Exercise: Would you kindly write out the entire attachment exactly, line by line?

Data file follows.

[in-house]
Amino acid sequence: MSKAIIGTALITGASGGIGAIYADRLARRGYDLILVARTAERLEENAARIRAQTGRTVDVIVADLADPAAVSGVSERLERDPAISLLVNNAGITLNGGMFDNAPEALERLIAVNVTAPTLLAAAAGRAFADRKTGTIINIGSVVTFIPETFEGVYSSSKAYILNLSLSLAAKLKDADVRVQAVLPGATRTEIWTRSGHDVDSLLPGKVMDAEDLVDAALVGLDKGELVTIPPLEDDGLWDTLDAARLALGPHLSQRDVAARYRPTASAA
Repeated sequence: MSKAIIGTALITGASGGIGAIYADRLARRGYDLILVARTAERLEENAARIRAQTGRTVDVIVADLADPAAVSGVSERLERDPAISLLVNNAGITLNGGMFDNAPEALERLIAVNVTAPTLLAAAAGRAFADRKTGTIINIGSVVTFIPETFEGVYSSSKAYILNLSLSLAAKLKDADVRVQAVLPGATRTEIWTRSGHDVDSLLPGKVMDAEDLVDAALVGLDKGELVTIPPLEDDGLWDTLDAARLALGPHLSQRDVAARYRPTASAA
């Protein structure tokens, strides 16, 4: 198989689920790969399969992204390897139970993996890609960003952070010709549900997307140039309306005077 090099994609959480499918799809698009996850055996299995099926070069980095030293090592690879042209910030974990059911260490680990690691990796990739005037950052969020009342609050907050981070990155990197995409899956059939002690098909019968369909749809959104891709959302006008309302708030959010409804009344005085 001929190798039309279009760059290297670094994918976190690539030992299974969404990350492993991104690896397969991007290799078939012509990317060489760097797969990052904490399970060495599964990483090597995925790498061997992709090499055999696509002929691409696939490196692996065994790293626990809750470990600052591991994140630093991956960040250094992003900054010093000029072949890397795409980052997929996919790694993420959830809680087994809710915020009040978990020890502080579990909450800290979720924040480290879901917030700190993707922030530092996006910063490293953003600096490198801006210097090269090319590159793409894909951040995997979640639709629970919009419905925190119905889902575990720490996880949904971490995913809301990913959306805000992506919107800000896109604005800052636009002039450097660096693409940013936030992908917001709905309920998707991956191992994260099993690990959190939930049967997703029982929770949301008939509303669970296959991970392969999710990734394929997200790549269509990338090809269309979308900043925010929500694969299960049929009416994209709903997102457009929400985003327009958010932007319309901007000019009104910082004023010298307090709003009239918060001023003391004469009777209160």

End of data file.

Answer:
[in-house]
Amino acid sequence: MSKAIIGTALITGASGGIGAIYADRLARRGYDLILVARTAERLEENAARIRAQTGRTVDVIVADLADPAAVSGVSERLERDPAISLLVNNAGITLNGGMFDNAPEALERLIAVNVTAPTLLAAAAGRAFADRKTGTIINIGSVVTFIPETFEGVYSSSKAYILNLSLSLAAKLKDADVRVQAVLPGATRTEIWTRSGHDVDSLLPGKVMDAEDLVDAALVGLDKGELVTIPPLEDDGLWDTLDAARLALGPHLSQRDVAARYRPTASAA
Repeated sequence: MSKAIIGTALITGASGGIGAIYADRLARRGYDLILVARTAERLEENAARIRAQTGRTVDVIVADLADPAAVSGVSERLERDPAISLLVNNAGITLNGGMFDNAPEALERLIAVNVTAPTLLAAAAGRAFADRKTGTIINIGSVVTFIPETFEGVYSSSKAYILNLSLSLAAKLKDADVRVQAVLPGATRTEIWTRSGHDVDSLLPGKVMDAEDLVDAALVGLDKGELVTIPPLEDDGLWDTLDAARLALGPHLSQRDVAARYRPTASAA
């Protein structure tokens, strides 16, 4: 198989689920790969399969992204390897139970993996890609960003952070010709549900997307140039309306005077 090099994609959480499918799809698009996850055996299995099926070069980095030293090592690879042209910030974990059911260490680990690691990796990739005037950052969020009342609050907050981070990155990197995409899956059939002690098909019968369909749809959104891709959302006008309302708030959010409804009344005085 001929190798039309279009760059290297670094994918976190690539030992299974969404990350492993991104690896397969991007290799078939012509990317060489760097797969990052904490399970060495599964990483090597995925790498061997992709090499055999696509002929691409696939490196692996065994790293626990809750470990600052591991994140630093991956960040250094992003900054010093000029072949890397795409980052997929996919790694993420959830809680087994809710915020009040978990020890502080579990909450800290979720924040480290879901917030700190993707922030530092996006910063490293953003600096490198801006210097090269090319590159793409894909951040995997979640639709629970919009419905925190119905889902575990720490996880949904971490995913809301990913959306805000992506919107800000896109604005800052636009002039450097660096693409940013936030992908917001709905309920998707991956191992994260099993690990959190939930049967997703029982929770949301008939509303669970296959991970392969999710990734394929997200790549269509990338090809269309979308900043925010929500694969299960049929009416994209709903997102457009929400985003327009958010932007319309901007000019009104910082004023010298307090709003009239918060001023003391004469009777209160």